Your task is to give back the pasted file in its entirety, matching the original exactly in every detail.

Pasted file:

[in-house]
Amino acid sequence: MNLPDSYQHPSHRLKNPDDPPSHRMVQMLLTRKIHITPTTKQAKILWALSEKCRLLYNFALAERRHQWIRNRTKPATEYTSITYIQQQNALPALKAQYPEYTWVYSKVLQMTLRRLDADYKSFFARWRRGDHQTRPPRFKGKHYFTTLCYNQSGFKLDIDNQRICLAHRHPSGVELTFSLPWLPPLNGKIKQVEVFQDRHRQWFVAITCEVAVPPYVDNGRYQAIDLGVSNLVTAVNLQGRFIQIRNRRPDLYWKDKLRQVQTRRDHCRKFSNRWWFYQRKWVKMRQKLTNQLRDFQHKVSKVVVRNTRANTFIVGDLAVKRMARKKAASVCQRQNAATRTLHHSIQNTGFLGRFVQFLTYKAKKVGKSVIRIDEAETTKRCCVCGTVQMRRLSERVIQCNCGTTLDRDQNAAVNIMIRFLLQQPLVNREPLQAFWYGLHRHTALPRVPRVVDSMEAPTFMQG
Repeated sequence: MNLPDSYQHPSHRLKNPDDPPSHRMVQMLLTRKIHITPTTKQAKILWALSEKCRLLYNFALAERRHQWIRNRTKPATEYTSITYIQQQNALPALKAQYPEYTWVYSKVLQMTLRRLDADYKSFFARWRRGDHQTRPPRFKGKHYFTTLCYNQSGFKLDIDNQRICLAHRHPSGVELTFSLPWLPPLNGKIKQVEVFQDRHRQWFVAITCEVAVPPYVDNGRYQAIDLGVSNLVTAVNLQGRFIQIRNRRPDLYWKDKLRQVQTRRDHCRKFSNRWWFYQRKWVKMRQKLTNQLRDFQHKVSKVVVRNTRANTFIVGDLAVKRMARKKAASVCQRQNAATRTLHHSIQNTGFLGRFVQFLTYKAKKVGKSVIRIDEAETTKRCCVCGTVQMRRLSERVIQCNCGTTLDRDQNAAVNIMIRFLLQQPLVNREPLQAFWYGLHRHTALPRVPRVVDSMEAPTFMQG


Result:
[in-house]
Amino acid sequence: MNLPDSYQHPSHRLKNPDDPPSHRMVQMLLTRKIHITPTTKQAKILWALSEKCRLLYNFALAERRHQWIRNRTKPATEYTSITYIQQQNALPALKAQYPEYTWVYSKVLQMTLRRLDADYKSFFARWRRGDHQTRPPRFKGKHYFTTLCYNQSGFKLDIDNQRICLAHRHPSGVELTFSLPWLPPLNGKIKQVEVFQDRHRQWFVAITCEVAVPPYVDNGRYQAIDLGVSNLVTAVNLQGRFIQIRNRRPDLYWKDKLRQVQTRRDHCRKFSNRWWFYQRKWVKMRQKLTNQLRDFQHKVSKVVVRNTRANTFIVGDLAVKRMARKKAASVCQRQNAATRTLHHSIQNTGFLGRFVQFLTYKAKKVGKSVIRIDEAETTKRCCVCGTVQMRRLSERVIQCNCGTTLDRDQNAAVNIMIRFLLQQPLVNREPLQAFWYGLHRHTALPRVPRVVDSMEAPTFMQG
Repeated sequence: MNLPDSYQHPSHRLKNPDDPPSHRMVQMLLTRKIHITPTTKQAKILWALSEKCRLLYNFALAERRHQWIRNRTKPATEYTSITYIQQQNALPALKAQYPEYTWVYSKVLQMTLRRLDADYKSFFARWRRGDHQTRPPRFKGKHYFTTLCYNQSGFKLDIDNQRICLAHRHPSGVELTFSLPWLPPLNGKIKQVEVFQDRHRQWFVAITCEVAVPPYVDNGRYQAIDLGVSNLVTAVNLQGRFIQIRNRRPDLYWKDKLRQVQTRRDHCRKFSNRWWFYQRKWVKMRQKLTNQLRDFQHKVSKVVVRNTRANTFIVGDLAVKRMARKKAASVCQRQNAATRTLHHSIQNTGFLGRFVQFLTYKAKKVGKSVIRIDEAETTKRCCVCGTVQMRRLSERVIQCNCGTTLDRDQNAAVNIMIRFLLQQPLVNREPLQAFWYGLHRHTALPRVPRVVDSMEAPTFMQG